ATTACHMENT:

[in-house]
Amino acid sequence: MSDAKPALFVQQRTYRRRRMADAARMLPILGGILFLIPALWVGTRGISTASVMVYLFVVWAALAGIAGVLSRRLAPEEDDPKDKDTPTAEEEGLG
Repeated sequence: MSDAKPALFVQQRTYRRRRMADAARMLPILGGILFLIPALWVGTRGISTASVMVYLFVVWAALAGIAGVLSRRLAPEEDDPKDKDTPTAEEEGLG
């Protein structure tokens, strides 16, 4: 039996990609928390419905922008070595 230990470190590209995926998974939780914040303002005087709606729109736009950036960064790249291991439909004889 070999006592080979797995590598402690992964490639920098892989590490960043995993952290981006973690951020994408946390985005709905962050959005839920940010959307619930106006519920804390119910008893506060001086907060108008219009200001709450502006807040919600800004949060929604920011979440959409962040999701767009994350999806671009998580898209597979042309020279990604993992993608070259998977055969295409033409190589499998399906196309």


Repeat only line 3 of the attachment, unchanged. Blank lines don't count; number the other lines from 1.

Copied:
Repeated sequence: MSDAKPALFVQQRTYRRRRMADAARMLPILGGILFLIPALWVGTRGISTASVMVYLFVVWAALAGIAGVLSRRLAPEEDDPKDKDTPTAEEEGLG